Sunday 31 January 2016

Boxcar Roof Weathering

The roof of my just completed  boxcar #151 is seen with the weathering mix applied. The two rear cars are the same style cars without the mix.
I did something a bit different with my B&M boxcar roof, a technique I had not tried before. A couple of years ago a two boxcar display by Kip Grant at the NE Prototype meet caught Don's and my eyes, the roofs weathering looked amazing. I asked Kip how he did his is his comments about his car roofing.

"It was a take-off on the alcohol over dullcote effect.  I dullcoted the car’s factory-painted roof which came painted silver to make it appear galvanized.  Not wanting just a dull silver roof (duh) I decided to try giving the roof (keeping it off the sides) a bath in the old Sellios stand-by, alcohol/India ink mixture.  The effect provided by the alcohol is enhanced by the blacks and grays that come with the India ink being a part of the process...Kip"
Kip's Rutland Ry boxcar roof  is very impressive...more so in person.
Kip Grant's Erie boxcar roofing looks great also. These two views inspired me to try this technique.

What I did...
Using Kip's lead  I began by applying a coat of Floquil flat finish (you can also use Testors Dullcote) then about a half hour later added a brushed on coat of India ink-alcohol mix. I used a top brand India ink (Higgins) along with a dollar store bottle of 70% alcohol. I don't recall how many drops I added to the full bottle of alcohol but it was at least a dozen or maybe 15 drops. What I did was add a few drops of ink to the bottle then applied a bit to a piece of stripwood...applying more drops to darken the mix and applying it once again to the stripwood. I think it took 3-4 attempts till I got a colour I liked. It does not need to be all that dark to complete the affect. As an experiment I thought I would give the mix a try on a silver roof without flat finish. It did not add any affect to the final the flat finish or Dullcote is the base one needs...thanks Kip...George Dutka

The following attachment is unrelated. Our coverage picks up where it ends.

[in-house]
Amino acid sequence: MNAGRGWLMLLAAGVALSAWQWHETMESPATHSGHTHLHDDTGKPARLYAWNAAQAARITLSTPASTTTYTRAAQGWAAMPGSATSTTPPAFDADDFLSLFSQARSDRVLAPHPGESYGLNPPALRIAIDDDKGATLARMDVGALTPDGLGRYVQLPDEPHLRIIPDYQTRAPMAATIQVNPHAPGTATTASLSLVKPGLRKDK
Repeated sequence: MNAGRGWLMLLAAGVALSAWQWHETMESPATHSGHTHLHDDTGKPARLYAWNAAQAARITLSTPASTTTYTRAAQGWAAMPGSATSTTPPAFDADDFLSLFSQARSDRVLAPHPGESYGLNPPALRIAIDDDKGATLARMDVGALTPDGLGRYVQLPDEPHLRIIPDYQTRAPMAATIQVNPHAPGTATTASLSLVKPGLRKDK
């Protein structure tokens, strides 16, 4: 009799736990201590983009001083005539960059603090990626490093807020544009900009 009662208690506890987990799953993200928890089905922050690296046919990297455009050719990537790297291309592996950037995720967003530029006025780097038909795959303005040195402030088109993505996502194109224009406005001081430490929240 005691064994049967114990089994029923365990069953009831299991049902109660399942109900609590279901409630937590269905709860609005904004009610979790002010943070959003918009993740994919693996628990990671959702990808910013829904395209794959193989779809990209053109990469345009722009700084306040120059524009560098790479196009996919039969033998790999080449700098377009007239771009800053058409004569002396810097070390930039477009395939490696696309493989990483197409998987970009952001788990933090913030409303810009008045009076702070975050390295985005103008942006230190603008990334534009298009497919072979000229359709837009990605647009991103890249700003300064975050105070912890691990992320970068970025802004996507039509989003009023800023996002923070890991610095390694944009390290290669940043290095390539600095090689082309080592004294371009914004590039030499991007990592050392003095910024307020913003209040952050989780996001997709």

The roof is dullcoted with the center section moments after it got a swipe of the weathering mix. You can clearly see a difference  above the door even before it drys. Higgins ink and 70% alcohol is what I used.

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